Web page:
T(AAB)Ao~(Y)
Figure
3
3
<
1: A system
‘G
c,
D
lb
description.
P
A
A
E
=
{A,B,C,D,E}
=
{OW),
=
Figure
4
0
0q-w
A A ok(X)
1A A ok(X)
AABAO~(Y)
l(A~
B) A ok(Y)
CADAO~(Z)
T(CAD)AO~(Z)
2: A system
system deis a set of
A is a set
and A is a
from atoms
we can define
for characterizing
diagnoses
is
Definition
5 (Conflict)
Given a system description
(P, A, A), a conflict of system observation
q5 is an Aclause ,f3 such that A U 4 ‘F ,O. A conflict is minimal
if it is not subsumed by any other conflict.
The set of
minimal
conflicts for system description
(P, A, A) and
observation
4 will be denoted by MinConJLEictsi(q5).
D
7.
9
description,
diagnosis:
is a
each
Definition
3 (Observation)
Given
a system
description
(P, A, A),
a system observation
is a Pinstantiation.
The standard
notion
minimal
conflicts:
Y
c
Given the notion of a system
two key terms in model-based
for
Definition
4 (Diagnosis)
Given a system description (P, A, A) and a system observation
4, a diagnosis
is a full A-instantiation
that is consistent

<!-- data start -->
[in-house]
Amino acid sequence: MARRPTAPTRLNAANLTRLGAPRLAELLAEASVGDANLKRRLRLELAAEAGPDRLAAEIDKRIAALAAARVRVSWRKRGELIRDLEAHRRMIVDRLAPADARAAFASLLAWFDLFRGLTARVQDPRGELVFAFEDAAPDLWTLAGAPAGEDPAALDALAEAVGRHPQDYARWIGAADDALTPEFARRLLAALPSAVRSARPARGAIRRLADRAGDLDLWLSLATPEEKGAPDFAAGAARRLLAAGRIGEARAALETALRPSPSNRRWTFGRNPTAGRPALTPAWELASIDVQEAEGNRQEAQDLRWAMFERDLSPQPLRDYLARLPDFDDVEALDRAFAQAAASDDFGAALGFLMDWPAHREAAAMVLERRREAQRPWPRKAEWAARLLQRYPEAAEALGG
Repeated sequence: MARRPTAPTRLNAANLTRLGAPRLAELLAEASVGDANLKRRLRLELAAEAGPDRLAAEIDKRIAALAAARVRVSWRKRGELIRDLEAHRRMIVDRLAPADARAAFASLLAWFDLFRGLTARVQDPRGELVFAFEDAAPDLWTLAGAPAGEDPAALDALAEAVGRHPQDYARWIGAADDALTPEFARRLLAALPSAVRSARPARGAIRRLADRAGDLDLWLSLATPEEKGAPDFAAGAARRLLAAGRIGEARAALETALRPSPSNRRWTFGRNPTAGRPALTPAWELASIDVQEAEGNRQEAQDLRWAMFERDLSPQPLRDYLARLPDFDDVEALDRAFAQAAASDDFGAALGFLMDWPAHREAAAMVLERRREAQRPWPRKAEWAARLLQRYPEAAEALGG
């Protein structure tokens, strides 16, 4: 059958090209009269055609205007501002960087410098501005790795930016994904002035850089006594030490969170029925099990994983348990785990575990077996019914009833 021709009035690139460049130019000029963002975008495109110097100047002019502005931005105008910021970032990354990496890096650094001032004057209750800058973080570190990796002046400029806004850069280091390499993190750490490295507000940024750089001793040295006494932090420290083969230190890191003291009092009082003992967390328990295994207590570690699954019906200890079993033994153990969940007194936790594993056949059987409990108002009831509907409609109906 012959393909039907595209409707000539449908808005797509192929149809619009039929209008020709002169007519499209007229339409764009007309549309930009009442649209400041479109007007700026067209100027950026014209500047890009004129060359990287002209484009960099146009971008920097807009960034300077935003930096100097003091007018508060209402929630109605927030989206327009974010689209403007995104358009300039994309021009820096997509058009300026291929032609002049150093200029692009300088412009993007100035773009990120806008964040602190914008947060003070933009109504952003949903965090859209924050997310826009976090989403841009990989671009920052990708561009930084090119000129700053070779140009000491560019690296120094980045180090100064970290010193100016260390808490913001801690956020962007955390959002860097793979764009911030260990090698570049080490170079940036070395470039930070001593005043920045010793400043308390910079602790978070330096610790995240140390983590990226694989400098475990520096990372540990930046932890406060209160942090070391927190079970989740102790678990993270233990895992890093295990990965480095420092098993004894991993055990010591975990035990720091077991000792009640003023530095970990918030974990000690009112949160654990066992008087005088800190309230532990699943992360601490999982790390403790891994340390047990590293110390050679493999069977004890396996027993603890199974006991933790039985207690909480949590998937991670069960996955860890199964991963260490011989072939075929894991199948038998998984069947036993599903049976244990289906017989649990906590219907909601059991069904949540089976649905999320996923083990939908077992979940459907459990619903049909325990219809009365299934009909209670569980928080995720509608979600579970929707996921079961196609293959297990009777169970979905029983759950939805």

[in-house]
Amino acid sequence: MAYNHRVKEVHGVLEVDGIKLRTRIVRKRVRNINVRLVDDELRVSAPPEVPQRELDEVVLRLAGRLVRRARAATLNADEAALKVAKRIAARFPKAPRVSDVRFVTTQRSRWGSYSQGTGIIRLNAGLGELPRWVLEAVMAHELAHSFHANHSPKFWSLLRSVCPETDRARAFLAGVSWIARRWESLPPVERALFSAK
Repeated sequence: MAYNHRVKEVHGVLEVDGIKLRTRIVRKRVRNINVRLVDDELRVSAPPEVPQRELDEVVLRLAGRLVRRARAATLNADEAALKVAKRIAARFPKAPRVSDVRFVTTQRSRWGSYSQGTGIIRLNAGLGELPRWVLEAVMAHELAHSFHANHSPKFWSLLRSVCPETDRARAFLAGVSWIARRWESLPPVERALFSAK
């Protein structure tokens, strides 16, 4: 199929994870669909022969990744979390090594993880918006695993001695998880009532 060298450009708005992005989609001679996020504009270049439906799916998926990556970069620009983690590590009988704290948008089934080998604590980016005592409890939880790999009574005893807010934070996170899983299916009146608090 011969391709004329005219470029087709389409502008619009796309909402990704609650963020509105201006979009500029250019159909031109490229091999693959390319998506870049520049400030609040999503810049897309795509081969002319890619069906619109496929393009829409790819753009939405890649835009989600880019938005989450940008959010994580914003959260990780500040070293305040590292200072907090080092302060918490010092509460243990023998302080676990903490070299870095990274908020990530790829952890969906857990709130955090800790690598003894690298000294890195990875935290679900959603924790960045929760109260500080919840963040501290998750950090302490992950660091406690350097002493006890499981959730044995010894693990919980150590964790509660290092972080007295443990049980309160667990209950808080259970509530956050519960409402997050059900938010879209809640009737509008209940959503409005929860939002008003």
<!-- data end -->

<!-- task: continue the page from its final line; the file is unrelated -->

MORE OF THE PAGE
with AU 4.
B
A
x
A full P-instantiation
exactly one literal
Definition
2 (System
Description)
A
scription
is a triple (P, A, A), where P
atomic propositions,
called non-assumables,
of atomic propositions,
called assumables,
set of propositional
sentences constructed
in P and A.
{A,B,C,D)
{ok(X), ok( Y)}
=
P-literals.
containing
3
3
+G
c,
z
D,
d$
s
~6
description.
q4 that represent
an observed system behavior,
the system is considered
faulty if q5 is inconsistent
with AU A.
In this case, one needs to relax some of the assumables
(that is, replace instances
of ok(.) with instances
of
lok(.))
in order to restore consistency.
A particular
relaxation
of these assumables
is called a diagnosis.
In Figure
1, a system observation
{C, D} would indicate a failure.
Moreover,
there are three diagnoses
in this case: ok(X)
A lok( Y), lok(X)
A ok(Y)
and
10/c(X)
A 10/q Y).
We have the following
formal definition
of a system
description,
which we adopt in the rest of this paper.
Definition
1 Let P be a set of atomic propositions.
A P-literal
is a positive or negative literal whose atom
belongs to P. Two literals
are distinct
if they do not
refer to the same atom. A P-clause
is a disjunction
of distinct P-literals.
A P-instantiation
is a conjunc-
When clear from the context,
we drop the superscript A, the subscript
A, or both, from the notation
MinConf?icts~.
Minimal
conflicts are the basis for characterizing